On Tuesday, the Supreme Court released orders from the October 6 conference. The court set two original-jurisdiction cases to its docket, Texas v. New Mexico and Florida v. Georgia , for oral argument “in due course.” The court also called for the views of the solicitor general in Apple v. Pepper . The court heard oral argument in Hamer v. Neighborhood Housing Services of Chicago on Tuesday, and it will hear oral argument in National Association of Manufacturers v. Department of Defense and Jesner v. Arab Bank on Wednesday. The calendar for the October sitting is available on the court's website . On Friday the justices will meet for their October 13 conference; our list of "petitions to watch" for that conference will be available soon.
In both the United Kingdom and elsewhere, a frequent debate centers on when it is appropriate for a monarch to use his or her political powers. When a monarch does act, political controversy can often ensue, partially because the neutrality of the crown is seen to be compromised in favor of a partisan goal, while some political scientists champion the idea of an "interventionist monarch" as a check against possible illegal action by politicians. For instance, the monarch of the United Kingdom can theoretically exercise an absolute veto over legislation by withholding royal assent. However, no monarch has done so since 1708, and it is widely believed that this and many of the monarch's other political powers are lapsed powers .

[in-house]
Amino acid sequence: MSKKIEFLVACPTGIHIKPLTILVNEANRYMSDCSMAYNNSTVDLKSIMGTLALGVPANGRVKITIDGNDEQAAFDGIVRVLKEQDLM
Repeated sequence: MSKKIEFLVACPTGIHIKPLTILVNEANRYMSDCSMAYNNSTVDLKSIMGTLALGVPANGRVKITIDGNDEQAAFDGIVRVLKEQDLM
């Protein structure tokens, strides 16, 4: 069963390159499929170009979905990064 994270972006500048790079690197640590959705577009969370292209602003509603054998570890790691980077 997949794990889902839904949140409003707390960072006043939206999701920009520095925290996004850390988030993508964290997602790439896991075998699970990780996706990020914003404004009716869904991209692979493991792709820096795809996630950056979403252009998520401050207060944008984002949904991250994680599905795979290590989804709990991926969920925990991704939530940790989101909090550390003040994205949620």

So I would argue, in the spirit of Thomas Jefferson and George Washington, that while The Federalist Papers are among the best essays ever written on representative government, they would not be as good as they are, or as many essays as there are, if it were not for the persistent critique of the Antifederalists who helped define the American conversation over what should government do, which level of government should do it, and which branch of that level of government should do it. Those questions are what the Essential Antifederalists bring to the conversation.